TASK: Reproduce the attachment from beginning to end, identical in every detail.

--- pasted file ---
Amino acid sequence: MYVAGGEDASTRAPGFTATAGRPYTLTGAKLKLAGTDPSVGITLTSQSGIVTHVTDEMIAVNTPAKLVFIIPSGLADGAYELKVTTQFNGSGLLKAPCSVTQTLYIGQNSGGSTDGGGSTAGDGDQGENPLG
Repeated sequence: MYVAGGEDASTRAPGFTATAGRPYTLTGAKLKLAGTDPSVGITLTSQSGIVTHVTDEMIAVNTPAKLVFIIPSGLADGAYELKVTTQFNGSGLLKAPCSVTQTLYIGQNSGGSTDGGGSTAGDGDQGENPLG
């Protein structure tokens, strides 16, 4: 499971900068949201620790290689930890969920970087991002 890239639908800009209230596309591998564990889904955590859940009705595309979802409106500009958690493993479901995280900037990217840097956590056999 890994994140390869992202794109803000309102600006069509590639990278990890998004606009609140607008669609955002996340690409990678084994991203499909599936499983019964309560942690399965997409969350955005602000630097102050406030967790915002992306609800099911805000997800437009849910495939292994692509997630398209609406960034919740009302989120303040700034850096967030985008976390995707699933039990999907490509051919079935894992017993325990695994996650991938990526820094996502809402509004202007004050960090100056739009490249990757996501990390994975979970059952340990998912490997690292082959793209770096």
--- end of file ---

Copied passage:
Amino acid sequence: MYVAGGEDASTRAPGFTATAGRPYTLTGAKLKLAGTDPSVGITLTSQSGIVTHVTDEMIAVNTPAKLVFIIPSGLADGAYELKVTTQFNGSGLLKAPCSVTQTLYIGQNSGGSTDGGGSTAGDGDQGENPLG
Repeated sequence: MYVAGGEDASTRAPGFTATAGRPYTLTGAKLKLAGTDPSVGITLTSQSGIVTHVTDEMIAVNTPAKLVFIIPSGLADGAYELKVTTQFNGSGLLKAPCSVTQTLYIGQNSGGSTDGGGSTAGDGDQGENPLG
């Protein structure tokens, strides 16, 4: 499971900068949201620790290689930890969920970087991002 890239639908800009209230596309591998564990889904955590859940009705595309979802409106500009958690493993479901995280900037990217840097956590056999 890994994140390869992202794109803000309102600006069509590639990278990890998004606009609140607008669609955002996340690409990678084994991203499909599936499983019964309560942690399965997409969350955005602000630097102050406030967790915002992306609800099911805000997800437009849910495939292994692509997630398209609406960034919740009302989120303040700034850096967030985008976390995707699933039990999907490509051919079935894992017993325990695994996650991938990526820094996502809402509004202007004050960090100056739009490249990757996501990390994975979970059952340990998912490997690292082959793209770096």